The last week of May every year, peonies overtake our home. The subtly sweet fragrance always reminds me of our daughter, Anna's wedding. Two years before she was married, I ordered a variety of peonies from Martha Stewart and planted them at every fence post. By the time, Anna and Marcus got married the bushes were established and blooming profusely. That was eleven years ago today.

May 25, 2002 was a gorgeous sunny day. Our home was banked with peony blossoms. And at the church, huge peony topiaries graced the altar and a huge wreath of peonies filled in the chancel wall. The bridesmaids carried nosegays of pink peonies which showed up beautifully against their silver gray gowns. At the reception, the tables were stunning with 36 inch candle tapers surrounding the peony centerpieces. No wonder peony season always brings back a flood of happy memories.

Our garden features candy-striped peonies,

pink peonies,
and white peonies.

Here they are indoors:  in the living room,

in the sunroom,

between the kitchen and sunroom,

 on the kitchen island,

even in the library.

To me they are the perfect flower, perhaps because they have such a sweet association.  

"Happy Anniversary, Marcus and Anna."

Monday, May 20, 2013

The Level is in the Details

Appraisers may value a home by the square footage, but you and I know that not all spaces are equal. This modest home on a scant quarter acre may be small, but it's a little jewel. The cottage's proportions are pitch perfect, and its charm is in the details.

In the front of the house, there is an aged brass pineapple above the front door on the middle dormer. Did you notice the brass snow guards on the slate roof?  How about the stone retaining wall beside the driveway?

Were you drawn in by the charming gate welcoming you up the flagstone path? 

Less conspicuous, in the front of the home, are the copper gutter and the adorable mini-house for the garden hose.

After appreciating the details in front, you can circle around the house and see a handmade wooden water gutter 

and a tiny vine making a wonderful design on the aged brick side of the house. 

Come on back, because you will want to peak into the backyard. As you swing open the garden gate, be sure to see the bouquet of irises carved into the aged wood surface.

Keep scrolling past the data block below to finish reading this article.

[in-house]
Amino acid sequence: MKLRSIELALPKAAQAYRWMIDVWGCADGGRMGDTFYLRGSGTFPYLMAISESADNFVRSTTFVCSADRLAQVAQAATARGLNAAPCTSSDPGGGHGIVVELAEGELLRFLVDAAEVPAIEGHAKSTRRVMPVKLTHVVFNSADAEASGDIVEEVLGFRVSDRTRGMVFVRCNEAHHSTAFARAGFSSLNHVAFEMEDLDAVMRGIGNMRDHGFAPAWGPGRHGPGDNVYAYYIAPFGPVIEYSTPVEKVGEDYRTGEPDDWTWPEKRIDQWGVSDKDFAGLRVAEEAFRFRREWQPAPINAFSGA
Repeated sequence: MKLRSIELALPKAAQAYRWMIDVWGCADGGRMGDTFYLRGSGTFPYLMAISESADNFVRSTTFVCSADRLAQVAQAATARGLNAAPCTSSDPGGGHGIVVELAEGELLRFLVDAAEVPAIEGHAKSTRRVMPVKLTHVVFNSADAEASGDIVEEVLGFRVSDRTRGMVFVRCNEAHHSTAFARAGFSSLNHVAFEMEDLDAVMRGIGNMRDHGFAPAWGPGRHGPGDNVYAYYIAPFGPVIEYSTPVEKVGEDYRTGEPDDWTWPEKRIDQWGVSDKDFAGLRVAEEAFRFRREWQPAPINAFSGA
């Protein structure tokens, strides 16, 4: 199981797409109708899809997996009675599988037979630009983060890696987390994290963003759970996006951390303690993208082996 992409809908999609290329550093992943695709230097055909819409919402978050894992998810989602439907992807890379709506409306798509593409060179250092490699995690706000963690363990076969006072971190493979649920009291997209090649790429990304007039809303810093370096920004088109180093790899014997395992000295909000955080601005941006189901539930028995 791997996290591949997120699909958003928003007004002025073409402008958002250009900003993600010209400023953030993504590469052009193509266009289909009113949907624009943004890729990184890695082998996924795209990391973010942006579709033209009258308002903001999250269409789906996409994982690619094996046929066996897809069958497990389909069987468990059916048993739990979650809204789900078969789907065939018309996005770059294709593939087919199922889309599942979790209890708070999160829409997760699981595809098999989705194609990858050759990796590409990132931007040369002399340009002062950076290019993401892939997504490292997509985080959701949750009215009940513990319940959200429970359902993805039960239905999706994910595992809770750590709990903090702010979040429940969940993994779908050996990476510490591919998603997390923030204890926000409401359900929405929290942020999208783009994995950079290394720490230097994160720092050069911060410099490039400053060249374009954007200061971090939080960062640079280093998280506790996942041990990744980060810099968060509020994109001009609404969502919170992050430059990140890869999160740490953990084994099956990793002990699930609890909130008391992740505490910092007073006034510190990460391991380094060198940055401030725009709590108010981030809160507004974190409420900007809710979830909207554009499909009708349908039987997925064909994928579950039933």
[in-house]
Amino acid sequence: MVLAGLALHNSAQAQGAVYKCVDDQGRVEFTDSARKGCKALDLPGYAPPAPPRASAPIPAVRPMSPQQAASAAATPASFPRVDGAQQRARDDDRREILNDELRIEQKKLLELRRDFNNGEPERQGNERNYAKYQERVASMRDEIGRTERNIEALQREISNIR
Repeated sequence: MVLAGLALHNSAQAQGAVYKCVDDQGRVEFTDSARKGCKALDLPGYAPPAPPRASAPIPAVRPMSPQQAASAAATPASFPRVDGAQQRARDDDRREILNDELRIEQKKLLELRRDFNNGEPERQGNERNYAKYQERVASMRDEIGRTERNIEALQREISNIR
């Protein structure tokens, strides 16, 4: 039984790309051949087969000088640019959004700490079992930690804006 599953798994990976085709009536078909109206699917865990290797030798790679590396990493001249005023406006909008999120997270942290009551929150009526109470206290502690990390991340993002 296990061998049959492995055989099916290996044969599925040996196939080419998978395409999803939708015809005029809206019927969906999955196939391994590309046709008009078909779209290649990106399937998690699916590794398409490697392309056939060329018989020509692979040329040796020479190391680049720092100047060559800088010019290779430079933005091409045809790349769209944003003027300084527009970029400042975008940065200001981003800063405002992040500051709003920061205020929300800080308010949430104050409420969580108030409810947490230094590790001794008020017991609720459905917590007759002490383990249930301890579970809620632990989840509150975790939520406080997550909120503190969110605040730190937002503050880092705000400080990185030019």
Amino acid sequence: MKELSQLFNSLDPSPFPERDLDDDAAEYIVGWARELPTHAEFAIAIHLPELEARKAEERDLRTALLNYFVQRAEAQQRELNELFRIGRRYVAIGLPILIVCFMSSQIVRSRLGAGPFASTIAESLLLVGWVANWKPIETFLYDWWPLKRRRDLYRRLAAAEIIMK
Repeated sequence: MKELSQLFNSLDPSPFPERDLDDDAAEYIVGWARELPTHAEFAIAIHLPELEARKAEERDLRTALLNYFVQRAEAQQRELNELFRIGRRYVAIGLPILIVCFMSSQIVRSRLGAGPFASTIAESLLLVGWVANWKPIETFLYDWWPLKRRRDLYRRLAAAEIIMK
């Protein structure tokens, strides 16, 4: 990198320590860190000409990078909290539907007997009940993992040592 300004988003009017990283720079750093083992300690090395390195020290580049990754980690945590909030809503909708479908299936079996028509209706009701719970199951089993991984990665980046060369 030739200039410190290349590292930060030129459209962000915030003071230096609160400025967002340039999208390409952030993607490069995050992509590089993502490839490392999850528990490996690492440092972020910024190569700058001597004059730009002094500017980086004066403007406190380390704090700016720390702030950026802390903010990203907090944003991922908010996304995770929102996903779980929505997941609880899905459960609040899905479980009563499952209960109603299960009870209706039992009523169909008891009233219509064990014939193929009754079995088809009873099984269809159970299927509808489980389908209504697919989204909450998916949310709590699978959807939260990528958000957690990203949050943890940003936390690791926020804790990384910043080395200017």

To the left in the backyard, aged boxwood give privacy. Isn't the stone statue a wonderful focal point?
In the center of the backyard fence-line are more boxwoods and some gorgeous specimen trees.
To the right, is a low brick-border wall delineating a flower bed.

How charming is the oxidized copper overhang, the lap-hinged door, and the trellis inviting you into the garage?

Notice how the back stairwell fencing mirrors the pattern of the gate in the front of the house.

Beside the house, a flagstone terrace is perfect for alfresco dining!

Before the meal, beverages are served on the redwood deck.

That is all of the garden tour, but as you leave take note of the row of mini boxwood. 

Finally, don't miss the shingle-roofed mail box on your way out of the drive.

We hope these charming details will encourage you to come back soon.

Monday, May 13, 2013

Queen of Vignettes, Advocate for Oppressed

From day to day, Anna, our daughter, spends her time negotiating and advocating for international justice. Working to combat grand-scale evil is intensely stressful. Consequently, on weekends Anna unwinds by arranging flowers from Whole Foods and their garden. When she is off duty, in every room, on every surface, she creates beautiful vignettes.

More than a few flower arrangements brighten the spaces.

Pillows soften sofas, chairs, and beds.

Wallhangings, paintings, and mirrors add interest to walls.

Artistic objects grouped or solo decorate flat surfaces.

This is the cutest cheese board, wedge-shaped marble with nibble holes. :)
The cumulative effect is a warm and welcoming home.
 When you consider the mayhem Anna battles the rest of the time, no wonder beauty and order, tranquility and peace are so important in her personal space. To survive, her home must be a haven.